I'm building a small electromobile. I was planning on using a car alternator as the motor, however I'm now looking into buying a 48V 500W BLDC motor.

The problem is I'm not really sure how to manage the difference in voltage between what the motor requires and the rest of my circuitry.

I have a bunch of components that run at 12V as well as another bunch at 5V. In the scenario where I have a 12V battery I just use a buck converter to step-down the voltage for my 5V circuit and it all seems fine since it didn't draw anywhere near the 3A maximum rating of the converter.

Now my 12V circuit draws ~10A at full load. If I have a 48V battery I think I'll have trouble using a buck converter for that purpose. I was thinking I could tap into a point between the battery cells where the voltage will be 12V but that is probably dangerous, I'm pretty sure difference in voltage in the cells will upset the battery.

What would be the "proper" way to power my 48V motor and 12V as well as 5V circuit?

  • 1
    \$\begingroup\$ The buck converter is still the right way to go. Why do you think you'll run into trouble? \$\endgroup\$ Jul 11, 2019 at 9:16
  • \$\begingroup\$ @MarcusMüller for some reason I assumed that 3A is the maximum current I can get out of a buck converter. Still quite unfortunate that the larger the drop is the lower the efficiency is. \$\endgroup\$
    – php_nub_qq
    Jul 11, 2019 at 11:08

2 Answers 2


Use a 48v battery, and a buck down to 12v. Both are nice commonly used voltages, and there should be plenty of converters available to choose from in that power range.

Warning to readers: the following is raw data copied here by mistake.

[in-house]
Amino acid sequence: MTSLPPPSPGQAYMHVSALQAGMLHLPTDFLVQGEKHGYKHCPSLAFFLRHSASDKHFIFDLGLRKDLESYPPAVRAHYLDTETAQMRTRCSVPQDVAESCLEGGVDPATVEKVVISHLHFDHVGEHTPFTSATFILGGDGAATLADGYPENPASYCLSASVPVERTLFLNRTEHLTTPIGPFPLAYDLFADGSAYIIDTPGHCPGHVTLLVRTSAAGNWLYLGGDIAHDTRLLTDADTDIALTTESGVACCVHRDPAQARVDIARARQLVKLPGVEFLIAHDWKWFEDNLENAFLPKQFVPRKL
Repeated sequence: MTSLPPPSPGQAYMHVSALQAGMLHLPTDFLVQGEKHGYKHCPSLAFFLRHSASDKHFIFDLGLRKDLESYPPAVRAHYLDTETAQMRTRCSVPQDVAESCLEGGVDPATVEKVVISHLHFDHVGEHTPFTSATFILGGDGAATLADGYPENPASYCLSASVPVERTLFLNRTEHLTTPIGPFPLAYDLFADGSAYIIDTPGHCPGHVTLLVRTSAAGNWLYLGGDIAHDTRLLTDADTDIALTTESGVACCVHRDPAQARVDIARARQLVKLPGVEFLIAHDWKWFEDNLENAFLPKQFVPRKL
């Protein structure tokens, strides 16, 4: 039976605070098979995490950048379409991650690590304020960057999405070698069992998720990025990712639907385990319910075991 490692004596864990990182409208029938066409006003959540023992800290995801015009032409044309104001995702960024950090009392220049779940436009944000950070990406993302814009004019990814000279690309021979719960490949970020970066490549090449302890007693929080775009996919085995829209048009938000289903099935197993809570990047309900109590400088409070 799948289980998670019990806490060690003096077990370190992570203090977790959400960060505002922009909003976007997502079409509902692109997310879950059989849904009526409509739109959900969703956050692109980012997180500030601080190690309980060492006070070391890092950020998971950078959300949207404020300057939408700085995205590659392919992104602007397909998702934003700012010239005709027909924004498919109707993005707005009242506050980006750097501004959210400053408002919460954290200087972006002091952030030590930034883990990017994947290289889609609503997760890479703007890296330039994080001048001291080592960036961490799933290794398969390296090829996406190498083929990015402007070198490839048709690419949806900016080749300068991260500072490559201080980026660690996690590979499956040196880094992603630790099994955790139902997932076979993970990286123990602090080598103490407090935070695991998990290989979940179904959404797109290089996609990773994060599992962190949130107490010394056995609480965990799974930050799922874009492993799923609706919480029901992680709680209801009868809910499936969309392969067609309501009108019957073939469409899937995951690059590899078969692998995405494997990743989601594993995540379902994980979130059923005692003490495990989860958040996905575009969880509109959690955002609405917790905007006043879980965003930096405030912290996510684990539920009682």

If you were only going to use a few mA at 12v, then it may be permissible to tap into an intermediate battery connection, and rely on your charge cycle to rebalance the batteries, but 10A is rather too much unbalance to handle this way.

You did right in rejecting the car alternator as a motor, they are horribly inefficient. They are built down to a price, have plenty of air-cooling and an abundant non-metered energy input, so efficiency is the last thing on the designers' minds.

  • \$\begingroup\$ I found a bunch of cheap ($2) 48 to 12 volt converters on ebay which are all rated at 3A. I could use 4 of them and spread my 12V loads accordingly I suppose but I'm wondering something. Not that I need it but in case I do in the future - If I have a consumer at 12V that needs more than 3A, could I wire 2 converters in parallel and connect both of their outputs to that consumer, in order to meet its current demand? \$\endgroup\$
    – php_nub_qq
    Jul 11, 2019 at 10:46
  • \$\begingroup\$ You usually shouldn't put multiple converters in parallel, but build (or buy) one beefy one for the larger consumer. Ebay is not a good source for power electronics. \$\endgroup\$ Jul 11, 2019 at 11:48

The proper way would be to use... a buck converter.

10A at 12V is only 120W. Assuming 80% efficiency, you're looking at around 3A out of the 48V, which is pretty manageable. You will need to design it carefully, a bit of simulation and prototyping, as you're looking at dumping around 25W of heat. A good design could take that lower, but plan for worse and give yourself some decent head room. Simulate it, find out what gets hot (and by how much) and make sure you design cooling accordingly.

Depending on your set up, there may be benefits from having a couple of 48V to 12V in strategic locations in the vehicle. That way you can take advantage of the lower currents at 48V, so that your volt drop is lower and losses can be managed better. If you do have multiple 48V to 12V, be careful to keep the grounds either the same, or completely isolated (take care with communication if you isolate some of the power rails!).

Don't forget the impact of driving from the 48V though. Your drive motor will draw a lot of current (10A or so at 500W, more during stall events or heavy loads), so that could mean a significant voltage drop on the battery pack at high loads. Also, motors can put a hell of a lot of noise on the 48V rails. So you'll need to make sure your DCDCs can cope with all of this noise and disruption. That should be manageable with suitable EMC design.


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